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Buffed up GTi becomes an R32
Question of the Day
If your transportation needs revolve around family sedans or minivans, exclusivity probably isn’t very high on your list of sought-after criteria. It would fall way below passenger space, utility, comfort and safety. However, if your tastes run to all things sporty, exclusivity might rank right up there in the No. 2 spot after performance or No. 3 after performance and styling. In that case one of the 5,000 limited-edition Volkswagen RS32s earmarked for these shores would fill the bill.
For all intents and purposes, the R32 is a buffed up GTi coupe. That doesn’t diminish its credentials. On the contrary, the GTi is a great starting point. The key enhancements are all-wheel drive provided by Volkswagen’s 4Motion system and a 250-horsepower 3.2-liter V6 that’s unavailable in the GTi. Other additions include roughly 330 extra pounds and $9,200 to the bottom line bringing the base price of the R32 to $33,630. On paper that’s a bit pricey for a three-door compact, but some wheel time makes the sticker seem decidedly more reasonable.
Deserving its reputation as a quick, highly maneuverable small hatchback, the GTi doesn’t provide much room for performance improvements. Although the R32 lugs around 330 more pounds than the GTi, its horsepower boost still translates into a quicker sprint to 60 miles per hour from a standstill. According to Volkswagen’s stopwatch that difference is about half a second to a time of just over six seconds. This is slower than some high-performance compacts, such as the Subaru WRX STI, but the R32 is more civilized in its over-the-rode ride quality and creature comforts. After all we do live in a world of compromise.
With an Environmental Protection Agency rating of 18 mpg in the city and 23 mpg on the highway, fuel economy is about what you would expect from a crossover.
No worries regarding time wasted at the point of sale. There will be no noodling over options and their costs. When you plunk down your money for the R32, you get nearly every standard feature the product people at Volkswagen could think to shovel into it. These include such things as 18-inch alloy wheels, dual-zone automatic climate control, leather seating, alloy cabin trim (including pedals), power accessories, remote keyless entry and cruise control.
The audio system is an ear-splitting 10-speaker system with a six-disc in-dash CD changer and auxiliary input for personal listening devices. The only factory option available is a $1,800 DVD-based navigation system. Adding this to the mix, however, deletes the six-disc in-dash CD changer, but adds a dedicated iPod hookup that controls an iPod through the audio head unit. One nit to pick with this setup, though, is the location of the hookup at the inside bottom of the center console. Plugging in the iPod is only marginally less difficult than threading a needle with your eyes closed. Additionally, bumpy roads can shake the connection loose.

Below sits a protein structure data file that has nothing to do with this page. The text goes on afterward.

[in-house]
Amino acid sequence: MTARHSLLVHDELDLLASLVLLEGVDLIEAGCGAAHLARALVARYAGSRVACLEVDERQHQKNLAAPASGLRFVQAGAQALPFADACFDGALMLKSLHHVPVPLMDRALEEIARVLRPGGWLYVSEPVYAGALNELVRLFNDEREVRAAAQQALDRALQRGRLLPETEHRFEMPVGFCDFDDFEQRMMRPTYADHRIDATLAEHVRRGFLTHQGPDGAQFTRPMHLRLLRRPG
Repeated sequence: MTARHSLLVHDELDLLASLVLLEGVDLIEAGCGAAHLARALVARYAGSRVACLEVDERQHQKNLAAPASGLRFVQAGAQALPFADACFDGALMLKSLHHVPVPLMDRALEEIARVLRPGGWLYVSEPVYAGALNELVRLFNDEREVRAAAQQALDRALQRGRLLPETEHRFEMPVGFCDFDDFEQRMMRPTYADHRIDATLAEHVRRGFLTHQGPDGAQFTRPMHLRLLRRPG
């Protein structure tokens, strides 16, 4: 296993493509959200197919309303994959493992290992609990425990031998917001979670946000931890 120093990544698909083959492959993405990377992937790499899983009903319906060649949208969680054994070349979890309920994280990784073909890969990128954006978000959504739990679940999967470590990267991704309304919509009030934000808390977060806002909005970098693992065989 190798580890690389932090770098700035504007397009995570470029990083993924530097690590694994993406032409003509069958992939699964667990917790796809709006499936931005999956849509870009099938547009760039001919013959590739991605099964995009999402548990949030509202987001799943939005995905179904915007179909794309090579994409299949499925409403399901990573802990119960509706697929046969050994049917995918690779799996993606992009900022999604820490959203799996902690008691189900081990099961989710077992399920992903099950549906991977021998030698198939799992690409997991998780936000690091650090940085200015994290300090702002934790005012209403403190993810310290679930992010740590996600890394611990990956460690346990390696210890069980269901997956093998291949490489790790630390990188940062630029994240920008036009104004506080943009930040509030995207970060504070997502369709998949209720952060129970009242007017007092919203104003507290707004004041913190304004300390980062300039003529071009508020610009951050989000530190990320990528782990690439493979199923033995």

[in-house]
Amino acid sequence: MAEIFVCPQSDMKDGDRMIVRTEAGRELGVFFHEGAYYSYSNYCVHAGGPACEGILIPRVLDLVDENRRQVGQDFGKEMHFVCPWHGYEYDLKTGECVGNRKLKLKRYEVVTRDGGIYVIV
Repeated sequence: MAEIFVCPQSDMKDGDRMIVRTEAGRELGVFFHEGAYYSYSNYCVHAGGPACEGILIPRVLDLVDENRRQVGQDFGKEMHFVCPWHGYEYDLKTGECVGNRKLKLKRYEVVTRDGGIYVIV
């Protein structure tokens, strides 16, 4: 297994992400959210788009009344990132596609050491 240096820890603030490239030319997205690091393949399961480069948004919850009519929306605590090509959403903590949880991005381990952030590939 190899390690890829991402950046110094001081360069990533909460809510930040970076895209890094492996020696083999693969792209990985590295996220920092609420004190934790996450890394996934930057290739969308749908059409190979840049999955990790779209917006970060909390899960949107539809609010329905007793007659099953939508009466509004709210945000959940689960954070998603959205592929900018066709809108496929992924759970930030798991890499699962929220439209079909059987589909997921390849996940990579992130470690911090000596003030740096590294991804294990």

Funneling the V6’s output to all four wheels falls to a six-speed dual-clutch sequential driver-shiftable gearbox or DSG. Wonderfully engineered, it’s almost an acceptable substitute for a six-speed manual, which should be available on any compact automobile in this price range putting itself out there as sporty. In Volkswagen’s defense, the performance driver can still choose shift points, while lazier ones can leave the selector in automatic mode for those rush-hour-traffic slogs. It’s another of those pesky compromise issues.
The four-wheel independent suspension is taut, but still delivers a remarkably pliant ride. The steering is sharp and responsive. On all four corners disc brakes with showy blue calipers are fronted by ten-spoke alloy wheels. An anti-lock system monitors the braking and includes electronic stabilization, traction control, emergency braking assist and electronic brakeforce distribution. Also bulking up the list of safety features are front side-impact airbags and front/rear head airbags.
The R32’s diminutive exterior belies its roomy cabin. The rear seat can carry two adults in relative comfort. Although there is a head restraint and seatbelt for a backseat center passenger, that position probably won’t see much use beyond episodes of college fraternity hazing. The 60/40 split second seat folds down, creating 43 cubic-feet of cargo space. There is also pass-through center arm rest for carrying longer items, such as skis, without folding down either section of the seat.
Interior fit and finish are exceptional. Although the surfaces are covered in dark leather and assorted materials, the alloy trim provides plenty of contrast and interest.
The layout of the instrument panel is clean and logical. Despite its Teutonic pedigree, the R32’s controls are intuitive. The optional nav system may well send you to the owner’s manual, but everything else functions without undue complication.
Designed to keep driver and front-seat passenger upright when zipping through the turns, the front buckets are well sculpted without being overdone.
Only the R32’s sticker might send otherwise tempted buyers off to look at competitive iron. This is a sporty three-door that does everything well.
Because of its price, driver demographics will skew higher in age than some competitors, but Volkswagen seems to have taken that into account with the high level of comfort and ride quality.
Smart and good looks too, the R32 is a three-door any enthusiast can love.
By Robert N. Tracci
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